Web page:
James Charles's Influencer Show Is a Haphazard America's Next Top Model Rip-Off That's Also Pretty Good

Illustration for article titled James Charles's Influencer Show Is a Haphazard America's Next Top Model Rip-Off That's Also Pretty Good
Screenshot: YouTube Originals

And now, for the inevitable: James Charles, YouTube’s preeminent makeup guru, has been given his own serialized reality television show on YouTube Originals called Instant Influencer. It is essentially America’s Next Top Model for aspiring makeup moguls, half of which enter the competition with over 14,000 subscribers on their personal channels. (By my book, that makes them a micro-influencer probably not in need of much help.) The concept for the show is so simplistic and effective, I wondered why it hadn’t been done before. Of course, Charles’s fanbase, as well as his haters—and any YouTube fan across genre, really—would want to see a celebrity made in this format. Of course, it’s fun to watch guest judges critique and give guidance to industry hopefuls. But more than that, the show gives insight into building a successful brand. For those watching who dream of one day making money off their channel, it’s invaluable advice. For others, it’s an enticing peek behind the curtain.


The premiere of Instant Influencer, available today (April 24), introduces six BeauTuber hopefuls: Kailin Chase, Christian Perez, Britany Renteria, Gabriel Garcia, Ashley Strong, and Benny Cera, all competing to become the next Instant Influencer. That translates to a prize of $50,000, a filming/production set up exactly like the kind James Charles uses on his channel, valued at $10,000, and a collaboration on his channel. (In that way, it’s very similar to ANTM but with one huge distinction: there’s no brand deal or Maybelline contract signed at the end. It’s a one and done award with no immediately apparent longevity.) The contestants’ first challenge upon arriving at YouTube’s soundstage in Los Angeles is to plan, film, and edit an advertisement for the Ulta product of their choosing in less than three hours. (From what I can tell, the time limit serves to dramatize otherwise very boring-to-watch activities, like video editing.) “Advertisement,” “review,” and “vlog,” are used interchangeably throughout the episode, highlighting social media’s depressing qualities without trying to legitimize them: appearing authentic is priced higher than actually being authentic.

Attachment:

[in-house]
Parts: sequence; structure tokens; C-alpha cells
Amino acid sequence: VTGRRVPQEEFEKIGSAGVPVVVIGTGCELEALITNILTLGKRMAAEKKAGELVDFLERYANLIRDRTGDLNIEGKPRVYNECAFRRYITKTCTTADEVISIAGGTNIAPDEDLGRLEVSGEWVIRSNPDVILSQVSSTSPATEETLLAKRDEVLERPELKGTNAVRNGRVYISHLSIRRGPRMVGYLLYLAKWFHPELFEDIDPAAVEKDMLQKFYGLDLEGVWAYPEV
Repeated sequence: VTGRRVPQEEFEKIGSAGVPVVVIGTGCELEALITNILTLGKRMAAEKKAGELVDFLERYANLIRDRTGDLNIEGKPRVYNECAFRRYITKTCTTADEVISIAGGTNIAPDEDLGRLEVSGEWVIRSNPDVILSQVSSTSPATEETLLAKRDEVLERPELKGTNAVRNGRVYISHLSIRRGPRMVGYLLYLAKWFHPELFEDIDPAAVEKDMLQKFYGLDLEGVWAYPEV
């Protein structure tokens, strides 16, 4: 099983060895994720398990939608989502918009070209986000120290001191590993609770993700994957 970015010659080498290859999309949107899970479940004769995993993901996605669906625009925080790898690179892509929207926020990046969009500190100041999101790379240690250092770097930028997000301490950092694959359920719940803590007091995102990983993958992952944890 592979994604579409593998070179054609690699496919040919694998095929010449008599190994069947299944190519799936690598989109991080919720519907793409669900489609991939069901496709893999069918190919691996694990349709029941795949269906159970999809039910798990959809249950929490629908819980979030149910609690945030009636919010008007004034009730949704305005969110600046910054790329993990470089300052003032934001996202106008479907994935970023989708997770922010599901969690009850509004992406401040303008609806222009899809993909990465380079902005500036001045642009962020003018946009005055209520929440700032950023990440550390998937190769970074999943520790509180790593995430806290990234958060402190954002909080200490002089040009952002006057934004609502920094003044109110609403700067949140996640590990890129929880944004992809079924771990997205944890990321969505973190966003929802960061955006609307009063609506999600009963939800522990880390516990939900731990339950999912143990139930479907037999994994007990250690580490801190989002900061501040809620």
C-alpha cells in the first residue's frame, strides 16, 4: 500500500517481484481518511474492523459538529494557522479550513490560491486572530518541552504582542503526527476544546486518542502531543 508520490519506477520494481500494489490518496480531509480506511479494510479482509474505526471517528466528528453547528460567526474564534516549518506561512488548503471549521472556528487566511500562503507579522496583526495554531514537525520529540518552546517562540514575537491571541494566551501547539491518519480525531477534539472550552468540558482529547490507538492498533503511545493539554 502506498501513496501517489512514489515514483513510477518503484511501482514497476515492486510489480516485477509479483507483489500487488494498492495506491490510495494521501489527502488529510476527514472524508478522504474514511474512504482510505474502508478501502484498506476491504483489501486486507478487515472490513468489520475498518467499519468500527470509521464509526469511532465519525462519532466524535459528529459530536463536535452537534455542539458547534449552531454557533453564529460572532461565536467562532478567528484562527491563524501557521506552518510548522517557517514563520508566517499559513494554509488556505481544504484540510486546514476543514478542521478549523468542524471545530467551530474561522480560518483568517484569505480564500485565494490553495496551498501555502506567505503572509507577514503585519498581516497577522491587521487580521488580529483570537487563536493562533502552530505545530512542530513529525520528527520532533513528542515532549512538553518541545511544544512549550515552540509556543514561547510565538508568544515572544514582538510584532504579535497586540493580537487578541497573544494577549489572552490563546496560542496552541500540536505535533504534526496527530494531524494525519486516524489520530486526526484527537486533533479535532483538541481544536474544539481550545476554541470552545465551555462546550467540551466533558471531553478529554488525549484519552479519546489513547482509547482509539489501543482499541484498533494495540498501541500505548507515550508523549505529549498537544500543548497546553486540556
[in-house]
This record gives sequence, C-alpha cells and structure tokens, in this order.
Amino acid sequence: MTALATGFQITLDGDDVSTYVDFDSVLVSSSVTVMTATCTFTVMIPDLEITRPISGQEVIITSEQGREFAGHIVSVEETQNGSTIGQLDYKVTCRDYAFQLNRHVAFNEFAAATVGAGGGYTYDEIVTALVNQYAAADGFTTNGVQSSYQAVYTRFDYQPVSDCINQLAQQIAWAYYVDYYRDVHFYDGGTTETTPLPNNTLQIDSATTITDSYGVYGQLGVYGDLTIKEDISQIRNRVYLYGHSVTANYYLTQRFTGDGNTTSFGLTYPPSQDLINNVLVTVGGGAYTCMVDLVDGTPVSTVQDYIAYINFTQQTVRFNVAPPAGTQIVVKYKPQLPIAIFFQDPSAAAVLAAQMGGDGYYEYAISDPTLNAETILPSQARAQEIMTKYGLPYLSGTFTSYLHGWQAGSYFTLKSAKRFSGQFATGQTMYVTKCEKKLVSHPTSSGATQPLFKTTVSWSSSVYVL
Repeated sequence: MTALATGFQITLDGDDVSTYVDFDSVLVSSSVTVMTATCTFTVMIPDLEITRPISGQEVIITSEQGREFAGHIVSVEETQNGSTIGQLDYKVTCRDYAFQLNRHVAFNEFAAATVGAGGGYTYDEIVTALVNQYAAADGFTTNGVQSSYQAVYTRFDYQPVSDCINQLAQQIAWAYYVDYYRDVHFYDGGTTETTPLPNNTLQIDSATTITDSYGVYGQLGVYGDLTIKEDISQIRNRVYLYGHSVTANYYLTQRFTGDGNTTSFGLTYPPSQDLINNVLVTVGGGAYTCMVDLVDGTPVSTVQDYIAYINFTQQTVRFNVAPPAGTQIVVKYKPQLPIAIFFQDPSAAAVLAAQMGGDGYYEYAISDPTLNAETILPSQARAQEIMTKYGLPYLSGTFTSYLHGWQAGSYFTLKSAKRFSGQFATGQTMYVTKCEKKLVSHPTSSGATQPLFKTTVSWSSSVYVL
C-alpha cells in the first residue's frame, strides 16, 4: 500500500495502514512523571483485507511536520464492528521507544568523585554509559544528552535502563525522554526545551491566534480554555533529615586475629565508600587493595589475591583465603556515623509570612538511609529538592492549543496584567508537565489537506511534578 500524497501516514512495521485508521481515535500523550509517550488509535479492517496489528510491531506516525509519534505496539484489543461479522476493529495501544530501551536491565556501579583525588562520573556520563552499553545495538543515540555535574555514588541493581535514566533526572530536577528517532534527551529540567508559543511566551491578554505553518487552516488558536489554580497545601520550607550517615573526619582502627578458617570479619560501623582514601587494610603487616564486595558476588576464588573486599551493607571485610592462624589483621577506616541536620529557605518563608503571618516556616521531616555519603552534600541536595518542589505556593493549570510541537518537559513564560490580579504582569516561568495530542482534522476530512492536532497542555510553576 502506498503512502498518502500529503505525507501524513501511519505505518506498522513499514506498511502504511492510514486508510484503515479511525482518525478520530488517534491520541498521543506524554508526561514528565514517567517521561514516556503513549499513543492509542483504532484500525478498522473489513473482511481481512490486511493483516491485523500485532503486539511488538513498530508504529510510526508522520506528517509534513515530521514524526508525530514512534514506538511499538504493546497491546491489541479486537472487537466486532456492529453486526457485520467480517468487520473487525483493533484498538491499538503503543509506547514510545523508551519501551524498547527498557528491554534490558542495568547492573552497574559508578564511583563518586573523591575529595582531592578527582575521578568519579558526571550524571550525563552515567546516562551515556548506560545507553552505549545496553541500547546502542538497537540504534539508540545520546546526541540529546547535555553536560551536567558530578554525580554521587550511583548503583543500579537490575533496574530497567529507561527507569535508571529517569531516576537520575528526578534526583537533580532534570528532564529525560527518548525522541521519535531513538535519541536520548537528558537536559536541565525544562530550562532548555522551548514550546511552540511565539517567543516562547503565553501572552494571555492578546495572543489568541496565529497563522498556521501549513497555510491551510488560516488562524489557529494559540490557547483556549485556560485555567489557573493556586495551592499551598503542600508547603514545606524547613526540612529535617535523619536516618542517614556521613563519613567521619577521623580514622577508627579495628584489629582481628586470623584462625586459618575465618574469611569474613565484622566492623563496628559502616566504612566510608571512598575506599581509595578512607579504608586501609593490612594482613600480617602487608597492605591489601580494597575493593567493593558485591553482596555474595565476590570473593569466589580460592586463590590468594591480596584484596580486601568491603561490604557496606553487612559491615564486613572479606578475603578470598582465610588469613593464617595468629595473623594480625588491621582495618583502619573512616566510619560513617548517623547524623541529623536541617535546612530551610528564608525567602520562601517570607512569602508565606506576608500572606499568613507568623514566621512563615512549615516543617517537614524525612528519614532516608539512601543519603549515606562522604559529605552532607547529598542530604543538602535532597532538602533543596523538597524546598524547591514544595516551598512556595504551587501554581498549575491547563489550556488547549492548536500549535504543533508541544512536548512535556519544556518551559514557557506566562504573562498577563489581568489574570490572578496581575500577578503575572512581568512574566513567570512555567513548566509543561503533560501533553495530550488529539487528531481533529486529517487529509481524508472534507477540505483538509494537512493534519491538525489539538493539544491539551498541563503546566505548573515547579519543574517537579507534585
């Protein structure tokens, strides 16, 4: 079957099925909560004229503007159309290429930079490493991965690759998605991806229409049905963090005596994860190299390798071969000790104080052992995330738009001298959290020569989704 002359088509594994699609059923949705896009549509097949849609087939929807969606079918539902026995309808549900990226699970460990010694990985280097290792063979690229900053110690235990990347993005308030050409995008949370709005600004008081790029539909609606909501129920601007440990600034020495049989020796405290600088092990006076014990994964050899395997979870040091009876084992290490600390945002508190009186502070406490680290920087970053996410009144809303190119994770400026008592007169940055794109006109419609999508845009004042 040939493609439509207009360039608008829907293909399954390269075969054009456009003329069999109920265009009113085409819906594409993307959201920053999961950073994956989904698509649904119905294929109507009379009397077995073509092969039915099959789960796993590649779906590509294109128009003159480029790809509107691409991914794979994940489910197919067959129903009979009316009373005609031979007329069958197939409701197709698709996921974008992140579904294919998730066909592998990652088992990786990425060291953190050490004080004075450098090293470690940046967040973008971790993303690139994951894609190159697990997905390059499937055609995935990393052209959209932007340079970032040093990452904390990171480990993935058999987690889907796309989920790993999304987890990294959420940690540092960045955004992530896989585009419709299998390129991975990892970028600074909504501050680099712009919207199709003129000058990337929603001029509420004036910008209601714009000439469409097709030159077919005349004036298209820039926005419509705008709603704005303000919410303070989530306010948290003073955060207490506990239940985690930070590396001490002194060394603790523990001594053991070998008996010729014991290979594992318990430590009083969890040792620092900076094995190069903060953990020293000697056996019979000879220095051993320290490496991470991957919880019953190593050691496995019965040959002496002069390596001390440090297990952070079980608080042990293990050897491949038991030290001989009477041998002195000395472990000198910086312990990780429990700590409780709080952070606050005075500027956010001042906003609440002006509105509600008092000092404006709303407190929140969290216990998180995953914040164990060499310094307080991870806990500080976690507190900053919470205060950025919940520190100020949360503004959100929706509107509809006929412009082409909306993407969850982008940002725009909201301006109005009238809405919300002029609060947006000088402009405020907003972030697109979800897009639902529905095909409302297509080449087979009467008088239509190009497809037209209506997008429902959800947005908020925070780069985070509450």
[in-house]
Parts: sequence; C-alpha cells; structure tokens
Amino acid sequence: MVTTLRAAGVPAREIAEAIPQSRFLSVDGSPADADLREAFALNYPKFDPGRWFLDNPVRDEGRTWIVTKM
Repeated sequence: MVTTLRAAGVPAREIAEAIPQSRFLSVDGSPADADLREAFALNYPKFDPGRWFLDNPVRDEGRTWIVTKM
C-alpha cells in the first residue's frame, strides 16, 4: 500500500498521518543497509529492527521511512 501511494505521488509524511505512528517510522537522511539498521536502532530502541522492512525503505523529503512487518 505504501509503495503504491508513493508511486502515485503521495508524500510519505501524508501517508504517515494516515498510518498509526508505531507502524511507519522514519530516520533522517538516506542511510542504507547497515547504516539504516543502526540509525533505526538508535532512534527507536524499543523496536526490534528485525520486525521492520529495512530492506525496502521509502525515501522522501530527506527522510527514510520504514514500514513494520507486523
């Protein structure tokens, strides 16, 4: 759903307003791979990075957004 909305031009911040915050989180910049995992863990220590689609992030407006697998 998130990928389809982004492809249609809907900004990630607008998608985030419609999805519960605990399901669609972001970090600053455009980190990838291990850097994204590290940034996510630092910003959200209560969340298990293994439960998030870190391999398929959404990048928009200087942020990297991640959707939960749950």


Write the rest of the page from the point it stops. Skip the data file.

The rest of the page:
And unlike ANTM, where a conversation about personal branding may come in the middle of a season, it’s the first challenge on Instant Influencer. There’s no exercise to see how well the six contestants can do their makeup, or how likable and authentic they appear on-screen, but how effectively they can move product. There’s nothing more YouTube than that.

And yet, I’m engrossed. On one hand, the show appears to be a guidebook on how to sell yourself as a product; and on the other, it’s an entertaining examination on how social media careers can shapeshift. YouTubers like James Charles excel when they lean into the limitations of their platform and provide alternative entertainment that would not fly in traditional television media (such as vlogs, closet reorganizations, chaotically edited prank vids, and most relevant, makeup tutorials.) If the idea is good, traditional television media will mimic those vids with higher production value, much to the chagrin of the original creator. (An easy example of this is FirstWeFeast’s popular series “Hot Ones” with Sean Evans making its way to The Tonight Show with Jimmy Fallon.)

The relationship rarely goes the other way: it’s not often that a YouTuber will grab from Hollywood to make their own content—mostly because of copyright laws, and if they do, it is only under the guise of parody—so it is unusual to watch James Charles host what is effectively America’s New Top Makeup Guru. It will be interesting to see if this leads to, I don’t know, David Dobrik hosting his own version of late-night or America’s Funniest Home Videos. Tana Mongeau already has a celebreality show on MTV, after all.

Instant Influencer is not only an entertaining watch—it’s a sign of what’s to come: once the most popular YouTubers have grown to numbers so large they become real-famous instead of simply internet-famous, they’ll come for conventional media. And sometimes it will be entertaining.

URL: Senior Writer, Jezebel. IRL: Author of the very good book 'LARGER THAN LIFE: A History of Boy Bands from NKOTB to BTS,' out now.



This is supposed to make people embrace death, right? Tastes is subjective, for the most part because god damn this is the worst of the worst. Every single person involved is a bad human being with pounds of horrible makeup over what I assume to be faces with awful, just awful skin.